I recently flew to New York and this was my experience
By Jordan Tan
“Dami ba tao sa airport?”
“Hassle ba lumipad ngayon?”
“Did you have to wear a mask throughout the flight?”
“May face shield requirement pa ba sa airport?”
“How did you eat on the plane?”
These were some of the questions I got from my friends about my recent flight.
It goes without saying that a lot of people miss flying, but with new variants, resurgence of cases, and COVID restrictions and lockdowns happening all around the globe, flying has become more an uncertain and troublesome experience than an enjoyable one. I recently flew to New York to attend a fall semester exchange program and this was my experience.
I arrived at NAIA Terminal 1 three hours before my flight. Anticipating long queues at the entrance and check-in counters, I was surprised that the terminal was empty when I entered. Aside from a Korean Air flight, my Japan Airlines (JAL) flight to Tokyo was the only other flight departing in that three-hour window. Checking in as well as going through immigration and security was fast and smooth. I believe that this is mainly due to the fact that only two flights were departing. In better times, even at that hour of the night (10 p.m-ish), you’d see long check-in, immigration, and security check queues.
Because I got through those processes quickly, I had time to kill. After sitting for about an hour at one of the benches beside the Duty Free store to catch up with my social media feed, I decided to snoop around and see what had changed at NAIA. The airport’s emptiness felt eerie. Hallways where multitudes of travelers once strolled through on their way to their flights were now empty, shops where you’d see travelers crowded to buy last-minute pasalubong were now closed, and coffee shops where you’d see busy travelers catching up with work or just simply passing time before their flights were now as empty as could be. It was truly a very saddening sight to see.
Narita was an equally saddening sight as NAIA was. It was joyless and lifeless, compared to how everything inside once was.
Boarding the plane and the onboard experience felt very much like how they used to be. The only difference now being the mandatory masks and face shields. I don’t know if the policy differs depending on the airline, but on JAL, face shields aren’t mandatory (which was very liberating, by the way). I was very fortunate that on the Manila to Tokyo leg of my flight, I had no seatmates so I had the whole row to myself. Needless to say, the flight was kind of packed, in economy class at least. Business class was empty.
In true Japanese fashion, everything went like clockwork. JAL did not hesitate to try to make everything feel like how they once were. Of course, passengers were often reminded to keep their masks on and wash their hands, but aside from that, I’d say it was a pretty normal flight. Food was, as was always the case, excellent. And yes, that was the only time we were allowed to take our masks off (apart from being inside the toilet, of course).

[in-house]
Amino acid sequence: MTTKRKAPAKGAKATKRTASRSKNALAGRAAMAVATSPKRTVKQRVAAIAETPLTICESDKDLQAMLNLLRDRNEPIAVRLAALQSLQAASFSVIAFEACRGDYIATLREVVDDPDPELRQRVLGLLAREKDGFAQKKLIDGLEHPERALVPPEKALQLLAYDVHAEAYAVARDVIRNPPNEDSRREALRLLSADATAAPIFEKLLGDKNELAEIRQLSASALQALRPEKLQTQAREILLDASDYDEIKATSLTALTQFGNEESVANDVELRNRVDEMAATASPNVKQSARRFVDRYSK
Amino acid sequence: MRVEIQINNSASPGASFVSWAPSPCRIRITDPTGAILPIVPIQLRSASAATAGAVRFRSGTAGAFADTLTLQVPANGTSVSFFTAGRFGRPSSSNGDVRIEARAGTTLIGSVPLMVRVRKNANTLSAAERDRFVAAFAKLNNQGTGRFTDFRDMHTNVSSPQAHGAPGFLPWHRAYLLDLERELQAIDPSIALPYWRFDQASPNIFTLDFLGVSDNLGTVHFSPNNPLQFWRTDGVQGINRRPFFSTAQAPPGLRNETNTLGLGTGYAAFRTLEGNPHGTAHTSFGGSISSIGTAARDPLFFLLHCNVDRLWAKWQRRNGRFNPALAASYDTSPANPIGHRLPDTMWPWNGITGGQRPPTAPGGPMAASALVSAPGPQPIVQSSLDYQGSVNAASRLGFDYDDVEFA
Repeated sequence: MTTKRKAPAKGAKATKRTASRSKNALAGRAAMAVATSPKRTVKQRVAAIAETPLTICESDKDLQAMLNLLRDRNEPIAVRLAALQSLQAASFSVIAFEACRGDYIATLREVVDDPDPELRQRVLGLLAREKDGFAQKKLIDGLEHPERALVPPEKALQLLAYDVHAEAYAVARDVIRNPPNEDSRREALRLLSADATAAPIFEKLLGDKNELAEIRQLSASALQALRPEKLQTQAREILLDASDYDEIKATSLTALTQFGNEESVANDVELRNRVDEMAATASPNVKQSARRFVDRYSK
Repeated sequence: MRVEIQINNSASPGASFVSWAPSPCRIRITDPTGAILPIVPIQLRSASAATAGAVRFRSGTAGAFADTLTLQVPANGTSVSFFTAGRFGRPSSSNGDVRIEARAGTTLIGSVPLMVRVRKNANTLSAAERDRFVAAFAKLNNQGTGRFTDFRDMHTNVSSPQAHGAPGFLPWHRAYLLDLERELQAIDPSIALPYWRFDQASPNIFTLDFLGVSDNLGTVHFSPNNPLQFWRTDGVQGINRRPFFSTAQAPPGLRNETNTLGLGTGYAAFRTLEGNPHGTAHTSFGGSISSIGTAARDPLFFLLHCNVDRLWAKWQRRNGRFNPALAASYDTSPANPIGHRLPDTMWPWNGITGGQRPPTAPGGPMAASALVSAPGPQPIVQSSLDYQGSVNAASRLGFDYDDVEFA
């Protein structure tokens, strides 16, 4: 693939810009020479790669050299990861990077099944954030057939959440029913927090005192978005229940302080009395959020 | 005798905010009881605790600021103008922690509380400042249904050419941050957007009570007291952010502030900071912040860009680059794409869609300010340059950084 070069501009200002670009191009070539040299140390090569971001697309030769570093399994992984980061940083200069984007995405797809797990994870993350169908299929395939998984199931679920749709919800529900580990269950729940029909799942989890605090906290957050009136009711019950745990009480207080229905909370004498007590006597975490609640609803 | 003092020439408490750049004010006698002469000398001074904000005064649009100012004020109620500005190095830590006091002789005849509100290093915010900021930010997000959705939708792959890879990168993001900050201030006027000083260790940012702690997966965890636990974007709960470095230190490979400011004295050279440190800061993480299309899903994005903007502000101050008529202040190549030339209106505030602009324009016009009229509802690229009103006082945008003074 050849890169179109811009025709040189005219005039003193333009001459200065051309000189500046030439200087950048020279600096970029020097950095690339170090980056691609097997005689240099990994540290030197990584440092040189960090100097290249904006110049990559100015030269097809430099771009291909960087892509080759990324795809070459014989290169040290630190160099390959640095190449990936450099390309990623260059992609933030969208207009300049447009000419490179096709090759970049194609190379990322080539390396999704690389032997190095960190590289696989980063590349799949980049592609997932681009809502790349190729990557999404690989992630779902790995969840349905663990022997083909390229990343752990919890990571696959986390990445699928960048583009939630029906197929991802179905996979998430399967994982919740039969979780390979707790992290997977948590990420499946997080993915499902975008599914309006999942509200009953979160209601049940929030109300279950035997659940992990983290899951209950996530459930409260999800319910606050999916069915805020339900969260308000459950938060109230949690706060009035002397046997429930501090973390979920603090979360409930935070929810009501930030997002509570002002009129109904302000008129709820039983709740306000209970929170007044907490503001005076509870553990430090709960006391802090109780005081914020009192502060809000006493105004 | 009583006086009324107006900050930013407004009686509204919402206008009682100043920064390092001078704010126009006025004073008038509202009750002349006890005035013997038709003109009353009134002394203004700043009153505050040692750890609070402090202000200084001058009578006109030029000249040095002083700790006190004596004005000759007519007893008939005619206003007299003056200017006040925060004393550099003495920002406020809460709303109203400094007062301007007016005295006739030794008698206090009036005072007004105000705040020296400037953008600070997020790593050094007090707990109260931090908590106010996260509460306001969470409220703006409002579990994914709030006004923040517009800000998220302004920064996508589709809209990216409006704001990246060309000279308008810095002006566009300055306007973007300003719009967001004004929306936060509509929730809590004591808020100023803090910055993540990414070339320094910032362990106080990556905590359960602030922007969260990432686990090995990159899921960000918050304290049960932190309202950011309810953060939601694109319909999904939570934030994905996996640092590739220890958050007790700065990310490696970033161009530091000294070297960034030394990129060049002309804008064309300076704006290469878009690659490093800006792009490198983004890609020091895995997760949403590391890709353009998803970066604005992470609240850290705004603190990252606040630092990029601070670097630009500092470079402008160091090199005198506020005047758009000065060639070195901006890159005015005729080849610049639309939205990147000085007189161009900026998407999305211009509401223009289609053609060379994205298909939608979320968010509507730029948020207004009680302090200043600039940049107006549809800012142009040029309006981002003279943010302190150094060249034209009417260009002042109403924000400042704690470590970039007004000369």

Narita was an equally saddening sight as NAIA was. It was joyless and lifeless, compared to how everything inside once was. Save for a few duty-free shops and some big brand outlets, everything was closed. Thankfully, I had access to JAL’s Sakura Lounge (pro tip: flying premium economy on JAL flights gives you access to the Sakura Lounge, but only for the segment of your flight that’s premium economy), so I spent my whole five-hour layover there.
On my Tokyo-New York flight, everything was just about the same as they were on the Manila-Tokyo flight. Service and food were excellent. The seats, cabin, and toilets were clean. I would like to especially mention that the toilet was kept clean throughout the duration of the flight. It was an enjoyable and comfortable flight. I took the opportunity to align my body clock with my new timezone (to help with the jet lag too).
Overall, flying in the time of COVID is still an enjoyable affair, despite the mask requirement. Airlines are trying their best to make everything as normal as possible and I commend their efforts. Here’s hoping that this pandemic will soon end and that we could go back to normal.
- Travel only with purpose. It’s still a troublesome affair to fly out—COVID testing, buying insurance, anxiety with the latest developments, etc.
- Get your travel documents in order, including other documents that have become necessary because of COVID. This changes country to country, though, which brings us to the next point.
- Make sure you always check the latest news and information about your destination, including entry and quarantine requirements.
- Lastly, don’t be too praning. Everyone onboard is just as concerned with the situation as you are. Savor the moment and enjoy your flight.